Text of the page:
I have a dirty little secret to share. In the past, when I'd make too much quinoa, the leftovers would sometimes sit in my fridge, cold and unappetizing, taking up valuable refrigerator real estate, until enough time had passed and then I'd throw the whole mess into the compost. And then feel terribly GUILTY about wasting good food.
But not anymore! Now I find myself intentionally making way too much quinoa so that I can make these truly delicious quinoa cakes the next day.
I've been meaning to try these ever since my review copy of Super Natural Every Day arrived and I found myself wiping a few drops of drool off the page with Heidi's recipe for little quinoa patties. But what with one thing and another (like having a second child) I kept forgetting about them. That's the thing about having kids, you basically forget everything.
Until my mom-in-law threw together some surprisingly addictive (we all had seconds and some even went back for thirds) quinoa cakes a few weeks back. Then it was just a matter of waiting until we had leftover quinoa to work with. I finally got my chance last weekend and my whole family was thrilled by the results.
Once you've got the quinoa base, it's as easy and flexible as any fritter. I added sauteed red onions, garlic, spinach, fresh cilantro and parsley, garam masala, ground cumin, sea salt, black pepper, parmesan and used eggs and bread crumbs as my binder. I was short on time when I made these for our dinner so mine were fried but you can also bake them with great results - I actually think they're even tastier than the fried ones plus no need to deal with hot oil which is always a plus in my book. I've included instructions for both ways below.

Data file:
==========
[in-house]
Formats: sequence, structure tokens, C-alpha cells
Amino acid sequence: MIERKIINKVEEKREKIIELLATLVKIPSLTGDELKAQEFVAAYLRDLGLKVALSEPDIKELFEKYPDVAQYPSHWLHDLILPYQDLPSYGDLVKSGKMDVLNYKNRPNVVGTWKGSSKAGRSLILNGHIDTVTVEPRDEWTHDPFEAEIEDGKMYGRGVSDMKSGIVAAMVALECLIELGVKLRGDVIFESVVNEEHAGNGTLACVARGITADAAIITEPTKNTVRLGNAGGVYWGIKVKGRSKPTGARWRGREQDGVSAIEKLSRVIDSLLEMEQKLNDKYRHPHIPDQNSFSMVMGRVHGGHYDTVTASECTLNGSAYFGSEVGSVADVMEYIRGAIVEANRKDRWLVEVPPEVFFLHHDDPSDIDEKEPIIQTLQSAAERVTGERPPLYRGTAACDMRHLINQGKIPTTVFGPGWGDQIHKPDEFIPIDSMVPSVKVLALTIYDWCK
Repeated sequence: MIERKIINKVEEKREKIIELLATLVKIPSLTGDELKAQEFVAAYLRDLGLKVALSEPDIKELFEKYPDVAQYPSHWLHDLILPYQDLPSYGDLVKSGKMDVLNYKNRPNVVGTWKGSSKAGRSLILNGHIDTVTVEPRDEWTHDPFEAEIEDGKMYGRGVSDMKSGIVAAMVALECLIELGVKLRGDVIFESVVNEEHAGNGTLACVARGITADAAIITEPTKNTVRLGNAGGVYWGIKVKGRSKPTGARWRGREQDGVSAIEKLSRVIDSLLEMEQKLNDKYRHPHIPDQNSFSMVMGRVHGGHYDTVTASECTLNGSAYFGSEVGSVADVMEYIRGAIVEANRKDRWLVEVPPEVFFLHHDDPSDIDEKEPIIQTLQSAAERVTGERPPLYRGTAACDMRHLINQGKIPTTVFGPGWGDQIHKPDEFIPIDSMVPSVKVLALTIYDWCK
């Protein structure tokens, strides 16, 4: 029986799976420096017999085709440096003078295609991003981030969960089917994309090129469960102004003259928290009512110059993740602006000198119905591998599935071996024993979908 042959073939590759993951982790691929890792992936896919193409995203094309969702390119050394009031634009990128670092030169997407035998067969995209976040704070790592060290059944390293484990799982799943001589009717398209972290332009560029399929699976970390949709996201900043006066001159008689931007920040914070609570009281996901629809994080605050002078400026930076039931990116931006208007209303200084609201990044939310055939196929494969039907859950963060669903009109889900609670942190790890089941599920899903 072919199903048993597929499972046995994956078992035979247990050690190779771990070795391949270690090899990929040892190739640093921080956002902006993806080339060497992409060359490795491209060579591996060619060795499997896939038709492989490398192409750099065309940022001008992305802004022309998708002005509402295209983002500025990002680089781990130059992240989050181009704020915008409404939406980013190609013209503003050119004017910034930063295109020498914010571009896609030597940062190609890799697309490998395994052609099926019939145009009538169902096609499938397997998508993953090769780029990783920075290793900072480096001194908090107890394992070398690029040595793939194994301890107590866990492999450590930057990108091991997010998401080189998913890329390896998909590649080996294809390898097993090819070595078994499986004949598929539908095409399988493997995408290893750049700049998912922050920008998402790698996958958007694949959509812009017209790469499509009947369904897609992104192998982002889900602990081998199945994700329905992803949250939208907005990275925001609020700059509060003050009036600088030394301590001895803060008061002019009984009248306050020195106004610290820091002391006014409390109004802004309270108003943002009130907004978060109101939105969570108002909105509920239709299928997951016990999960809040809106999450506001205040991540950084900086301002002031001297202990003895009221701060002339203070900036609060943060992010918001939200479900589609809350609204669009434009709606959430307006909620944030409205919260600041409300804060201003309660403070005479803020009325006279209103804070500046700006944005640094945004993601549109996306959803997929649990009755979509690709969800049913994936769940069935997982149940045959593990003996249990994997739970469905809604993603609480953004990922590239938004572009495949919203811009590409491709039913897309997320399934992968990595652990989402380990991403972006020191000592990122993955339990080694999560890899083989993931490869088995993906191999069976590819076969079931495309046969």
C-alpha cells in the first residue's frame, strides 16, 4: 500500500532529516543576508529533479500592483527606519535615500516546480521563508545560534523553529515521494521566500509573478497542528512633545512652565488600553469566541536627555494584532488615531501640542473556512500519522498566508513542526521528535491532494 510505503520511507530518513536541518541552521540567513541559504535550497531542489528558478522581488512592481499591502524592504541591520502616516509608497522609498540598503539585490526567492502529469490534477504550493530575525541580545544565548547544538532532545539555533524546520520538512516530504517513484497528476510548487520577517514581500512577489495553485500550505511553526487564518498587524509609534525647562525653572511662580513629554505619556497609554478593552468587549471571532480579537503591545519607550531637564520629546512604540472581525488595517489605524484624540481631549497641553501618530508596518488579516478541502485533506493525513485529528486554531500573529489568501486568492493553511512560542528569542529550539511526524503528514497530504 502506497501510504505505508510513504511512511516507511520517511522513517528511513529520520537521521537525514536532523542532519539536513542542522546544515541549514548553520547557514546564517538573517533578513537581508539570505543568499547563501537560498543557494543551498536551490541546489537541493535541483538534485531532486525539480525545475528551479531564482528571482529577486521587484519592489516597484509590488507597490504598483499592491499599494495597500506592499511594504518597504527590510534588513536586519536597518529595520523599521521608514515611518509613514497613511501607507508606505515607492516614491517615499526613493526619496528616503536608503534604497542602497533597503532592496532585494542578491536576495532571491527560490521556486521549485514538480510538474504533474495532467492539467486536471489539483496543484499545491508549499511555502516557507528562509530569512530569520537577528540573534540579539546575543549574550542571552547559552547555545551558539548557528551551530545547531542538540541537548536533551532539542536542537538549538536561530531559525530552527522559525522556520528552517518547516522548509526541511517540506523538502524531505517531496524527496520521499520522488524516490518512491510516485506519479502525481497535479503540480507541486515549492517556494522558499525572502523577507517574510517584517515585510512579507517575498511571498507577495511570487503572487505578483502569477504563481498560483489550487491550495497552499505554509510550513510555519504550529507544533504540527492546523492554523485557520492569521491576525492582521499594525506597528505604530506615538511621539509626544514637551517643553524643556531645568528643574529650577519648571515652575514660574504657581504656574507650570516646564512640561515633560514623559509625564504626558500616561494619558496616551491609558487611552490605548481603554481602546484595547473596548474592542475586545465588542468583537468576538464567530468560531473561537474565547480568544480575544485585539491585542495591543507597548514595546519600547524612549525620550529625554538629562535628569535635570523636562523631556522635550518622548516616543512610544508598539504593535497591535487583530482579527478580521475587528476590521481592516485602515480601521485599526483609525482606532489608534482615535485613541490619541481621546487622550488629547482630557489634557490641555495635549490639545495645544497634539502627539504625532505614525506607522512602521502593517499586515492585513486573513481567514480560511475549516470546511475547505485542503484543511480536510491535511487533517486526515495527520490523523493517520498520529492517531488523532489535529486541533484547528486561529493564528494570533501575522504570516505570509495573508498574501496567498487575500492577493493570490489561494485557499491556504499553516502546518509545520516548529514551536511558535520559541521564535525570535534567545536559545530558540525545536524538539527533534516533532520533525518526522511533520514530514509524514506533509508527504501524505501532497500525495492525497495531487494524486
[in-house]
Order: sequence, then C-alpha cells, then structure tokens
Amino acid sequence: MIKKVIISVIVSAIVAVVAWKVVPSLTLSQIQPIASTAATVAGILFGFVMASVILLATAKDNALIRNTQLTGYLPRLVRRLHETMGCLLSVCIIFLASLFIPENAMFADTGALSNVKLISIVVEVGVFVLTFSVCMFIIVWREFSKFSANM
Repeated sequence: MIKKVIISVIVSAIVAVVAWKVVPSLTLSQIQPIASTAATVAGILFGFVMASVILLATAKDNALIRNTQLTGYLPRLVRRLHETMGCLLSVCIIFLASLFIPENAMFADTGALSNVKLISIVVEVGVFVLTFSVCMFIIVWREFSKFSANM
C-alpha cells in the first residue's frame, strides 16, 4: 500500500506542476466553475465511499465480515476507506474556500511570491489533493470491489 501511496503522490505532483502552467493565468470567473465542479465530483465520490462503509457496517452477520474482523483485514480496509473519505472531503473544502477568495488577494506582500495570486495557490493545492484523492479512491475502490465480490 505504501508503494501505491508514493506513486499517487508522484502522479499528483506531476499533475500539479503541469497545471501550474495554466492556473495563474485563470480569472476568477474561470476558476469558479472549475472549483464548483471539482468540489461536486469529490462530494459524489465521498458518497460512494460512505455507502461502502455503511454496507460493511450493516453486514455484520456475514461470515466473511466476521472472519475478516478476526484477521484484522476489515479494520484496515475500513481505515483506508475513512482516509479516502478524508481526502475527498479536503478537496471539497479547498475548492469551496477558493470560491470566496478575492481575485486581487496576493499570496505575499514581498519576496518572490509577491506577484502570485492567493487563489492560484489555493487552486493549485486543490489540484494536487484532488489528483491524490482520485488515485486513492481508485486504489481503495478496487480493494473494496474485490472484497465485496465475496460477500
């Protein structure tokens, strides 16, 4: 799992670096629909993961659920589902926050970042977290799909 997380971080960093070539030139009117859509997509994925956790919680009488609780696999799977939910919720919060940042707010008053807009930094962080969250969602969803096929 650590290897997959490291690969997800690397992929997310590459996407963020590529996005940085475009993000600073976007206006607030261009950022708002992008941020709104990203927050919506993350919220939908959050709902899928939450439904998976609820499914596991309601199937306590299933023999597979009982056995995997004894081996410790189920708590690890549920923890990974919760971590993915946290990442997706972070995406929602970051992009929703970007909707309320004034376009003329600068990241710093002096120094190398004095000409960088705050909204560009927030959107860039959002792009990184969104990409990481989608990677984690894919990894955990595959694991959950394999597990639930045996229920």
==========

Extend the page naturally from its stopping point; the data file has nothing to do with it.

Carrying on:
You can also add anything else you think would be tasty to these fritters - black beans, red pepper, substitute kale or chard for the spinach, etc.
Serve warm (or cold) with an herbed cucumber yogurt sauce for maximum yum factor and enjoy the knowledge that you have a wonderful way to use up leftover quinoa for the rest of your days.
Curried Quinoa Cakes with Spinach
adapted from Martha Rose Shulman’s recipe in the NY Times and Heidi Swanson’s little Quinoa Patties in Super Natural Every Day
For the quinoa cakes
* 2-2 1/4 cups cooked quinoa or 1 cup organic uncooked quinoa, rinsed and drained and 1 3/4 cups water or stock (cooking it in broth or stock makes it way more flavorful)
* 3 good-sized garlic cloves, minced
* 1 small onion, chopped
* 1 can black beans, rinsed and drained (*optional) - but if you do add them, use Eden Organicsince their cans are BPA-free
* 2-3 big handfuls of spinach, chard or kale leaves, washed, dried and roughly chopped (unless you’re using baby spinach in which case no chopping is necessary)
* 3 large eggs, beaten (pasture-raised are the best kind if you can get 'em)
* 1/3 cup grated Parmesan cheese
* 1 Tbsp garam masala or curry powder
* 1/2 Tbsp ground cumin
* Sea salt and freshly ground black pepper
* Olive oil (4-5 Tbsps)
* Breadcrumbs or flour, optional (if your mixture is too loose)
For the yogurt sauce